Finding Models
The cover model, Caitlyn Love, found me on a website. There are tons. A third of the people on them are professional models, a third are really good-looking people, and as for the other third, it’s like, “What are you doing?” I don’t want to be mean, but if you’re going to be a plus-size model, you still need to have clean, great skin, and great hair. You can be whatever shape or size you want to be, but you can’t get around some things. If you have really bad skin, you’re probably not going to have a good chance. But that’s not to say that people don’t get really big zits the day of, but that’s just a little retouching. But it’s so hard to make people look good when they have really big pores and things. There are techniques you can do, like painting out everything and painting a little back. Taking it all out makes people look like plastic with eyeballs.

Turning It Into Something Special
Before a photo shoot, I’ll go online to Google images and look up a concept. For competition, I didn’t find anything for fencing, which made me happy. I was at Salvation Army, and there was a fencing mask there for twelve bucks. It was all coming apart and had crud coming off of it. It was gross, and I was like, “I’m totally going to do a fencing shoot.” I pictured [the cover] shot four months before I shot it. I said, “I got the mask. I just need the foil.” I was waiting for the perfect opportunity. When you said, “competition,” I just was like, ding! I didn’t use the mask, though; it’s sitting at home on my mannequin.

I went on Craigslist, said I needed fencing gear, and got a bunch of responses with people saying they had whole outfits. Someone mentioned a fencing studio in Seattle. I said, “I gotta have that.” I could do this at this guy’s house where I have no control, or I could do it in the studio. I contacted the studio and sent them some pictures and ideas. They were totally into it. I’m shooting some facility or tournament shots for them in exchange, which I’m totally down with. There are so many times where I get into something that I need to shoot, and there’s a whole subculture with rules and regulations. The fencing – I don’t understand shit. You poke somebody. That’s your job. But there are ranges, and ways of doing it, and things you have to do to score points. [So I’m being described] all this stuff, and it’s like watching hockey; it’s so fast, and you have no idea what the hell is going on.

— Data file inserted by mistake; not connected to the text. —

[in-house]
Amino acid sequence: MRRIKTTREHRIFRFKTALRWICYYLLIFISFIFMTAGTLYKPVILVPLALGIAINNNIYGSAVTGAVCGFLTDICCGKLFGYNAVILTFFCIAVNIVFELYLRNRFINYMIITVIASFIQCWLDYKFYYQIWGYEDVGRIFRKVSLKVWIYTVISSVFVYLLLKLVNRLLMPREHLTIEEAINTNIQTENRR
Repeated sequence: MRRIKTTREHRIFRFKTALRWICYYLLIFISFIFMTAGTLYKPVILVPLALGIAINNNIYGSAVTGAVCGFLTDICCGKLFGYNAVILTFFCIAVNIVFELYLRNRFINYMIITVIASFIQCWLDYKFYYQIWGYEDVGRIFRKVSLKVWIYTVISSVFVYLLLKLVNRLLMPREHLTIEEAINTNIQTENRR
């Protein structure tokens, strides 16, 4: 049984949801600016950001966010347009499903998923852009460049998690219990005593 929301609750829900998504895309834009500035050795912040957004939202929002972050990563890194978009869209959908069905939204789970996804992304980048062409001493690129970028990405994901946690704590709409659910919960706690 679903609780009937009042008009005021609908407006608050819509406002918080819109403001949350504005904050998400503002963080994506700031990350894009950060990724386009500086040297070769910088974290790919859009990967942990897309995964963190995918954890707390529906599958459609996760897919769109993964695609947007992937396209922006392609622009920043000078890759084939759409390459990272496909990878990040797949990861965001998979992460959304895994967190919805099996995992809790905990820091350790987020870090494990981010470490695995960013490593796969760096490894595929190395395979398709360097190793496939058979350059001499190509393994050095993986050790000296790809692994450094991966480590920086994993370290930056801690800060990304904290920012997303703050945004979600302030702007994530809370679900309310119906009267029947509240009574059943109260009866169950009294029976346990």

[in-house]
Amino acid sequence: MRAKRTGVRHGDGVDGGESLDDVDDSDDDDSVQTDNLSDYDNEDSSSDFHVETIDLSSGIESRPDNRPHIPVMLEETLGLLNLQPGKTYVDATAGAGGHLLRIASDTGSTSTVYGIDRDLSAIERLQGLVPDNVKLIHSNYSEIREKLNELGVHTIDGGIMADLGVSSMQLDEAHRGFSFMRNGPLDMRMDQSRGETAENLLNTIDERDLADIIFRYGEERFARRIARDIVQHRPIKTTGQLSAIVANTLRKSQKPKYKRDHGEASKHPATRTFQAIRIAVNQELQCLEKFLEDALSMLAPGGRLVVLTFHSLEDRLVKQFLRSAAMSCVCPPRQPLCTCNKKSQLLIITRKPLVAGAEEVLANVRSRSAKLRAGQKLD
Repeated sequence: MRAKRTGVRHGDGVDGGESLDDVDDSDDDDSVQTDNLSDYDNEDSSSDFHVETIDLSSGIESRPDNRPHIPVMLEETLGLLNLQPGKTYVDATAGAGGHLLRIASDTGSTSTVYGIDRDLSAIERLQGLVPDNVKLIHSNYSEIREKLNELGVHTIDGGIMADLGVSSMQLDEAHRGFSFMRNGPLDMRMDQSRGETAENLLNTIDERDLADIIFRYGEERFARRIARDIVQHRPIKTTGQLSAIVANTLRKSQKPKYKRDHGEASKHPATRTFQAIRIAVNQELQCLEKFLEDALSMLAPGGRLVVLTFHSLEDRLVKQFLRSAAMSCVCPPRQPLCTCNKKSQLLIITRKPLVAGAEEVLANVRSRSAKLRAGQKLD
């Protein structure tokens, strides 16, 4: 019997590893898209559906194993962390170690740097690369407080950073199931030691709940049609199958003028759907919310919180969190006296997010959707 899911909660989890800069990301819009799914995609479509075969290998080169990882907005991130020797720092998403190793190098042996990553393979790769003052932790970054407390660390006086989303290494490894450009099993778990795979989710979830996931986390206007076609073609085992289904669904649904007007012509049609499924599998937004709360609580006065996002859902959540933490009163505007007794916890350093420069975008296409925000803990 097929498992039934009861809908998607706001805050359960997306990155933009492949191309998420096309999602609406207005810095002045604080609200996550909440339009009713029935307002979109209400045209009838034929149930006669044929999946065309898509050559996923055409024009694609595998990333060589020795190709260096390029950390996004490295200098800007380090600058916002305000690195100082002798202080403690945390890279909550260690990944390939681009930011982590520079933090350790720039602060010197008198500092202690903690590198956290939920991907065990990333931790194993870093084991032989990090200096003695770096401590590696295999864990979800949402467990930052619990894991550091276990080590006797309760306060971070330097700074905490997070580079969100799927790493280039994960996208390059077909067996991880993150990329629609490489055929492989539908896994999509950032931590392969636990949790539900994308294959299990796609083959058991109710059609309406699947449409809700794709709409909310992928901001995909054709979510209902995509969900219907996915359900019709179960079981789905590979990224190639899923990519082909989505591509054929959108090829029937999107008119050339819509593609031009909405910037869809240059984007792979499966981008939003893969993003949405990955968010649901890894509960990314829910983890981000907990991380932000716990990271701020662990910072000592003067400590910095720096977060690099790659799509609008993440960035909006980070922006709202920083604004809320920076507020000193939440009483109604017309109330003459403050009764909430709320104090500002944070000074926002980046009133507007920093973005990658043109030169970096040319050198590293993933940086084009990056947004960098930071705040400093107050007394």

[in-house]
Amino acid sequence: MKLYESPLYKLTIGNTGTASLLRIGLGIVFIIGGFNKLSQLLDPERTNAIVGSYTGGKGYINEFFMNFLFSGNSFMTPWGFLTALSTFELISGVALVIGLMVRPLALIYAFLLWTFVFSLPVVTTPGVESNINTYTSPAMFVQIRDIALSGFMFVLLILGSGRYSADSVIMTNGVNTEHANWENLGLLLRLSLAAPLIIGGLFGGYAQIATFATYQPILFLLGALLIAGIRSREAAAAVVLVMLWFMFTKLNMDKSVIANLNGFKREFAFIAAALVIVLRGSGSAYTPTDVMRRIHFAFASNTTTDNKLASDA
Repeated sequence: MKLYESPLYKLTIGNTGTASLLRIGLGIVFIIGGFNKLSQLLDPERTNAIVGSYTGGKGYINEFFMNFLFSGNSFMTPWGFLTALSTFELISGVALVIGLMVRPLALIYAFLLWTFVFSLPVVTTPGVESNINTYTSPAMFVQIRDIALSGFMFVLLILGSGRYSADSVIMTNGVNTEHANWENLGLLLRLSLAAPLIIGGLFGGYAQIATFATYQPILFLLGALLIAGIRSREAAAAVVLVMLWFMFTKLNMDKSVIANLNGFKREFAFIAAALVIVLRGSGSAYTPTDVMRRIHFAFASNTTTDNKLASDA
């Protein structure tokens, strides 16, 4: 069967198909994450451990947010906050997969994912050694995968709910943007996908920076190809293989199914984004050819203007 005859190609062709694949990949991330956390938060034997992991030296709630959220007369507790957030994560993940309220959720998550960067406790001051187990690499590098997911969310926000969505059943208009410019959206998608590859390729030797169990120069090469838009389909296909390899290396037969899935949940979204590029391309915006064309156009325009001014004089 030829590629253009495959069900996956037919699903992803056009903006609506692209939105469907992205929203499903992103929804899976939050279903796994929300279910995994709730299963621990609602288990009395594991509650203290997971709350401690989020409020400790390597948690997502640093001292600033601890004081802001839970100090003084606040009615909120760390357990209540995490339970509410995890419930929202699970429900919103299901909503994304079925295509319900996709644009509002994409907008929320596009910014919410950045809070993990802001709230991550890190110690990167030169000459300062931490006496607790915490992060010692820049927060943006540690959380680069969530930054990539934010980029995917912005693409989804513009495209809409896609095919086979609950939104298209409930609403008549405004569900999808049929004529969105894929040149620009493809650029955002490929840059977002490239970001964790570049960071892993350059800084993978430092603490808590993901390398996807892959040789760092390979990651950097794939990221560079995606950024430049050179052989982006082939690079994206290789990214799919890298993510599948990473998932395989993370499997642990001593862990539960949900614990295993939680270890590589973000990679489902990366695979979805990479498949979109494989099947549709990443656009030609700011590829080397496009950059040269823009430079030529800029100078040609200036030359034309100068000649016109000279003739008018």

Written by
Vee Hua 華婷婷

Vee Hua 華婷婷 (they/them) is a writer, filmmaker, and organizer with semi-nomadic tendencies. Much of their work unifies their metaphysical interests with their belief that art can positively transform the self and society. They are the Editor-in-Chief of REDEFINE, Interim Managing Editor of South Seattle Emerald, and Co-Chair of the Seattle Arts Commission. They also previously served as the Executive Director of the interdisciplinary community hub, Northwest Film Forum, where they played a key role in making the space more welcoming and accessible for diverse audiences.

Vee has two narrative short films. Searching Skies (2017) touches on Syrian refugee resettlement in the United States; with it, they helped co-organize The Seventh Art Stand, a national film and civil rights discussion series against Islamophobia. Reckless Spirits (2022) is a metaphysical, multi-lingual POC buddy comedy for a bleak new era, in anticipation of a feature-length project.

Vee is passionate about cultural space, the environment, and finding ways to covertly and overtly disrupt oppressive structures. They also regularly share observational human stories through their storytelling newsletter, RAMBLIN’ WITH VEE!, and are pursuing a Master’s in Tribal Resource and Environmental Stewardship under the Native American Studies Department at the University of Minnesota.

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Written by Vee Hua 華婷婷